Book I, Part I
I didn’t think I would be doing another series of The Editing Diaries. Fool that I was, I thought I had learned so much the first time round that I wouldn’t have that much to share. (This is just one of many examples of my not-so-youthful hubris.) So when I settled down to edit part I of my Morgawse, Queen of the North trilogy, The Empty Throne, I thought, dear readers, that I knew it all.
Spoiler: I knew it only some.
Working closely with an editor the first time was great, and I felt like I learned so much about my own writing process. Not necessarily what to write, but how what I had written could be reshaped into something better. That it was OK to cut (and that cutting is the most important part of editing), and that sometimes it just helps to have someone confirm what you know. It’s easy to become self-indulgent when you’re writing for yourself (which is how I started out) and sometimes you just need to kill those darlings! (Sorry darlings.)
The lessons learned this time were very different, and I’ll come to them properly one by one. But overall, without being too lifelong-learning-y about it, my first experience of it was that realisation that there is always more to do. I thought that I had learned so much from editing the Morgan trilogy that I would have this down in a cinch. I worked through my early draft of The Empty Throne, and I thought to myself, I thought: Oh, ho, ho. Joe will be so impressed with me; he will have almost nothing to change. Ho, ho. (Joe is the name of my editor. Hello, if you’re reading this – and thank you.) Well, dear readers, I’m afraid I was rather wrong. Because, you see, what good is an editor who thinks that everything you have written is fine? I’m a big fan of taking a critical view of my own habits (most of which are awful – life habits, I mean, like only doing the washing every two weeks when I run out of clothes), but that doesn’t make it the most pleasant process. An editor’s job is to point out when you can be better, so when you think you’ve taken on the lessons from the first one, you’re giving them the chance to make the next one (hopefully) even better.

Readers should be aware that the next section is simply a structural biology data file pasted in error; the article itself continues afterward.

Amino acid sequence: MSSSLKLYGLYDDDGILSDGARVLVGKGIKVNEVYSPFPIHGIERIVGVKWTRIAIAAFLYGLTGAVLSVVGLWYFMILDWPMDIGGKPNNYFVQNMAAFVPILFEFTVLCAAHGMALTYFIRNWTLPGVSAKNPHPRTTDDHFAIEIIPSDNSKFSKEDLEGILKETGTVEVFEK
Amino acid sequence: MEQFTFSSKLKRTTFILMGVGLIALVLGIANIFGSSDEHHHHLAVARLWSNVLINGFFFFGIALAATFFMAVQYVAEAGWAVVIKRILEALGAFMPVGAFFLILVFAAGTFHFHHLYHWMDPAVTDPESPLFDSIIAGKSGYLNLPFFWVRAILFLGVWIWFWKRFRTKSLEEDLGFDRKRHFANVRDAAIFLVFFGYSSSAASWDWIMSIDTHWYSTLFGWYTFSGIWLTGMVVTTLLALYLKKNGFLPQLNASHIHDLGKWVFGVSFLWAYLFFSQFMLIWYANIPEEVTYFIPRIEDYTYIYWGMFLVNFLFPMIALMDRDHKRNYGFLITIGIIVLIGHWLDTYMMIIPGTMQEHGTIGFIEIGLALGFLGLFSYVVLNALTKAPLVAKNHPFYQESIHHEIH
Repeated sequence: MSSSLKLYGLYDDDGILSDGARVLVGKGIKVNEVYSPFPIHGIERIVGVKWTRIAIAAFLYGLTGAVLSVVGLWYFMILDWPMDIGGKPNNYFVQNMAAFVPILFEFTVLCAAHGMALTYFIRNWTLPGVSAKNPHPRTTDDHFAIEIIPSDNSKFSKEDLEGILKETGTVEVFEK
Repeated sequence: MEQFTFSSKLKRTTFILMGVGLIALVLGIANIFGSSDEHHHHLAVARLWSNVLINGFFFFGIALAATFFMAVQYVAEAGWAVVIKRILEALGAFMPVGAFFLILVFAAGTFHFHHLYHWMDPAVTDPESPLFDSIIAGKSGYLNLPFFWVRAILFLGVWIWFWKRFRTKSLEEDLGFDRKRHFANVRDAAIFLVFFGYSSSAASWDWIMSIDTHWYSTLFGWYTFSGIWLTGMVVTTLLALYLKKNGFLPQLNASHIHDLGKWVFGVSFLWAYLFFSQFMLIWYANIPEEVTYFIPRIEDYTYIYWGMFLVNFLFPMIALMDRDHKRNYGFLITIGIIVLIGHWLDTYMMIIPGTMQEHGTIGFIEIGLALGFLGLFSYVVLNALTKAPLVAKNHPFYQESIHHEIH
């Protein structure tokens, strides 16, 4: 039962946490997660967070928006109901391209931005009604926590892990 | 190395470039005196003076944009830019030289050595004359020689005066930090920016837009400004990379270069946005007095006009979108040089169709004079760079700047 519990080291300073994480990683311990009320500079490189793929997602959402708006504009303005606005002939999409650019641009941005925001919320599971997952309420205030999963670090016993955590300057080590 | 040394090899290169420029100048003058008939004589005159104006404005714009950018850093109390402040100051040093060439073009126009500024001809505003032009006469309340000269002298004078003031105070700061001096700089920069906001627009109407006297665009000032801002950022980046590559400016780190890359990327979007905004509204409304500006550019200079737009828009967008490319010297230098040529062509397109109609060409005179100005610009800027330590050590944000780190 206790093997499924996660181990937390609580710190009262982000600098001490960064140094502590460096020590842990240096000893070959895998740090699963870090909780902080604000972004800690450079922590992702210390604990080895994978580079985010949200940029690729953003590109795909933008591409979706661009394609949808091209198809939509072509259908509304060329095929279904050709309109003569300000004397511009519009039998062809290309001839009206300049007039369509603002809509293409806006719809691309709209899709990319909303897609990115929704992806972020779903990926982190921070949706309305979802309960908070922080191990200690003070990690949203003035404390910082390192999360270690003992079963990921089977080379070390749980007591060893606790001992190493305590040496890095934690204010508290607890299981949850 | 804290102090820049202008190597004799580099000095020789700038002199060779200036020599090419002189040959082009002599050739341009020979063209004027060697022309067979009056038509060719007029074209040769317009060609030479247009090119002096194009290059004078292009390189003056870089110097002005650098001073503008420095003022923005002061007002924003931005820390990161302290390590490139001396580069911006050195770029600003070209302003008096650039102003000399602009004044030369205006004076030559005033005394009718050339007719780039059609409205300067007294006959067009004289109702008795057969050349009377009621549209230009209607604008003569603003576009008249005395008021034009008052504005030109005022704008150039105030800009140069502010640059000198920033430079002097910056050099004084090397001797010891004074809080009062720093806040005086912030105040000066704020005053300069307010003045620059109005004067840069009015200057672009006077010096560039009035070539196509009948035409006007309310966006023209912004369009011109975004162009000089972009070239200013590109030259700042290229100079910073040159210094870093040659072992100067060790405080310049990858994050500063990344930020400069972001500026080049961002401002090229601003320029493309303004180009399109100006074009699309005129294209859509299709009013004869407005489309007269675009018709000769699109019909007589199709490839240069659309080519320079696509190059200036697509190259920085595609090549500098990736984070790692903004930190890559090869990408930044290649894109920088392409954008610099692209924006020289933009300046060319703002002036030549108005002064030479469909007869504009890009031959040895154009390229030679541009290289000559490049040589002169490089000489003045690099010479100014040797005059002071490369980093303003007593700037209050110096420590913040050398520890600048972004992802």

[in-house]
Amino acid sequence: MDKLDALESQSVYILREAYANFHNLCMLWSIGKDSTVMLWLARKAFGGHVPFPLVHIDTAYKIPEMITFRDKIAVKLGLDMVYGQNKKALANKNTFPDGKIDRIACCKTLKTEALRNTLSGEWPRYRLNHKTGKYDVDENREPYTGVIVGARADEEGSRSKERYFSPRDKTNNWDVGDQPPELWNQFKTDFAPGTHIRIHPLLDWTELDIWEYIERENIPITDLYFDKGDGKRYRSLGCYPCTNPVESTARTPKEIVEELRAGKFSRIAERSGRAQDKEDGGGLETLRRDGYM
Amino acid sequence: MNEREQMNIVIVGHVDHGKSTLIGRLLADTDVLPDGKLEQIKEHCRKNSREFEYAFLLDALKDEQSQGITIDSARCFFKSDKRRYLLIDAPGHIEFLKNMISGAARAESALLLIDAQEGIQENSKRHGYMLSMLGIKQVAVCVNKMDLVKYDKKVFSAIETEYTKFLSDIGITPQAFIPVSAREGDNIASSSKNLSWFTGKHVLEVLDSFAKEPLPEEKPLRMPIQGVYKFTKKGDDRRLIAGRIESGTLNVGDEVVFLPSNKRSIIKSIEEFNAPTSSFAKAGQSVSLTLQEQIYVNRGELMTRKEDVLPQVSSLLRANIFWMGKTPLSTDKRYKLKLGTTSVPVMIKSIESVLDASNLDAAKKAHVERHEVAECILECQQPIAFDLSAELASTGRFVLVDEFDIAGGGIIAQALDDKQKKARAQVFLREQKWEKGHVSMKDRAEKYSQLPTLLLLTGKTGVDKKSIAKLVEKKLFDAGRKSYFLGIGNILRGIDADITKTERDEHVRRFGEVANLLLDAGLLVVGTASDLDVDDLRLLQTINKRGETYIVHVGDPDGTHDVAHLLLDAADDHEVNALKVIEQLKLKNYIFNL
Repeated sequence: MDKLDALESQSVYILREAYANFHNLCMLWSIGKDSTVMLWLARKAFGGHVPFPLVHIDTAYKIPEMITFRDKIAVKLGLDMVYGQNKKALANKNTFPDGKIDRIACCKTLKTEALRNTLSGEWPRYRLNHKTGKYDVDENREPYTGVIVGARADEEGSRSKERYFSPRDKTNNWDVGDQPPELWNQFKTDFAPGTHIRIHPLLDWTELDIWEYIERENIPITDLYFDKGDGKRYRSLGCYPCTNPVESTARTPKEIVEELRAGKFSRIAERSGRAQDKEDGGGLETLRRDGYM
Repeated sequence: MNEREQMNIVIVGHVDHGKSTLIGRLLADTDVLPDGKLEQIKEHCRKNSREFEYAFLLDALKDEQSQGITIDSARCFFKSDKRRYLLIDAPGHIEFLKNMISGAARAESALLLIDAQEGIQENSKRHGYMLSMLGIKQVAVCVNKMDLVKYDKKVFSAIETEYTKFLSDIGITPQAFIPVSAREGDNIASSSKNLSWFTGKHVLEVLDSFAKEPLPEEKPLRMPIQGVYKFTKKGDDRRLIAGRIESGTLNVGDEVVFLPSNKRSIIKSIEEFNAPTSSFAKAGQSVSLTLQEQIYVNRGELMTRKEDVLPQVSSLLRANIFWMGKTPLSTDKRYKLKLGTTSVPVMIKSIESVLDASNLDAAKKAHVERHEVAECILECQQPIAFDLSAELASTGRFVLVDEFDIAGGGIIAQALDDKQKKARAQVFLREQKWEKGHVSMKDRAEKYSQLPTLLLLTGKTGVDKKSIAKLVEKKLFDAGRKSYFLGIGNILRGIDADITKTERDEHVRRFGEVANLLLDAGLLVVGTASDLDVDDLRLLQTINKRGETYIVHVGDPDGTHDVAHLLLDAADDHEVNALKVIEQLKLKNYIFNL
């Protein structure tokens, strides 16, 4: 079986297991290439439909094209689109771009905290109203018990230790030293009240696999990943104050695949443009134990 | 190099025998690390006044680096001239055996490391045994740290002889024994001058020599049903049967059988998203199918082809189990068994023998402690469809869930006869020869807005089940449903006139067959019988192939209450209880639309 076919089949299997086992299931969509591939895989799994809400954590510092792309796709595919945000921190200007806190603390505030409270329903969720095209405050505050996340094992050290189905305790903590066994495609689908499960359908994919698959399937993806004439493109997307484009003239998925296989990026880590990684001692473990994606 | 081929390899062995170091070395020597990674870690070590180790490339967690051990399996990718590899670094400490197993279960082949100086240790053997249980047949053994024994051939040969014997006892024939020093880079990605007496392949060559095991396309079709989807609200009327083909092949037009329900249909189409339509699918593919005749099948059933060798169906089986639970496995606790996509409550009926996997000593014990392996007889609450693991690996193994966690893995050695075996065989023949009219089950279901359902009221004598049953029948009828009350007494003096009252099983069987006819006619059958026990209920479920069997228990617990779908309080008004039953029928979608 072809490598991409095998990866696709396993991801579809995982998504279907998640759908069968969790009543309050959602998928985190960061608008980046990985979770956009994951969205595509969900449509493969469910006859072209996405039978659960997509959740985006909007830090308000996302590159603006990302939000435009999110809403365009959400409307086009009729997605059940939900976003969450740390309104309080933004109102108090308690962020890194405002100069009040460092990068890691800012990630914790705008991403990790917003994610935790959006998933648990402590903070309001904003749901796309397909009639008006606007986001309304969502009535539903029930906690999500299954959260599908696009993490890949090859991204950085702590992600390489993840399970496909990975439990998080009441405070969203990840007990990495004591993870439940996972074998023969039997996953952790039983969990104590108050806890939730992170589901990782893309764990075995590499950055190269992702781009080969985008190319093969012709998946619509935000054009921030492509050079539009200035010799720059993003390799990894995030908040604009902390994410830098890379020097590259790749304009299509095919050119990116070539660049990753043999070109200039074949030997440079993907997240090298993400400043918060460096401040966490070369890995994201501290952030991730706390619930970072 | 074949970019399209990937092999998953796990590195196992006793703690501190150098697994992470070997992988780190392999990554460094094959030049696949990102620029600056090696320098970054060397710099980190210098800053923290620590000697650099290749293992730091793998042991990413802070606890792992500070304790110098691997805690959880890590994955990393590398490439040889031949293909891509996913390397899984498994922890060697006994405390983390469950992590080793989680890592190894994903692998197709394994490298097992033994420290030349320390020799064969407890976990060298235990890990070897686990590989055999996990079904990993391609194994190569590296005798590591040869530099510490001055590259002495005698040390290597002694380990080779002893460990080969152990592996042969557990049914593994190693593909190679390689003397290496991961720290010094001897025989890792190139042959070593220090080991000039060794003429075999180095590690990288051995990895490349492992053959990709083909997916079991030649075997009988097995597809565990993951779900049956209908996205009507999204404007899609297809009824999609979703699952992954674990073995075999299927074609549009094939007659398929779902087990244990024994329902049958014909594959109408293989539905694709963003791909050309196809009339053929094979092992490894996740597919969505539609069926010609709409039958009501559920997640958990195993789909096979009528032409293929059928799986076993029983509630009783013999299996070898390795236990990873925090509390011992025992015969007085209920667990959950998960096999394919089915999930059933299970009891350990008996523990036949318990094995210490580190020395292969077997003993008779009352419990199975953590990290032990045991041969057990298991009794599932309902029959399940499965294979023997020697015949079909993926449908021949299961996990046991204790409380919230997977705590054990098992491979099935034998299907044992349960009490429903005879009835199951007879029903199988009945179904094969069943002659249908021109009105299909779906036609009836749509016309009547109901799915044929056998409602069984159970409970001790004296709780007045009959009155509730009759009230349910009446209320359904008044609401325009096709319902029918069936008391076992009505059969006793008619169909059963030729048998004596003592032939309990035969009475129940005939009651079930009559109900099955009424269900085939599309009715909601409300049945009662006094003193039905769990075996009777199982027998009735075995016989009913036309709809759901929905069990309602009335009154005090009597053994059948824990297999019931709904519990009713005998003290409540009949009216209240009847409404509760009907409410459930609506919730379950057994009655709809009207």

And that’s what’s been so great about the second phase of this, I think. I’m certainly getting different comments and advice from what I had for Morgan. And these are worth sharing again, and I am going to share them with you. I hope you’re going to enjoy them!
Love from Lav xxx
Morgawse I, The Empty Throne, out now!
This post was originally published at the Chapterhouse Blog.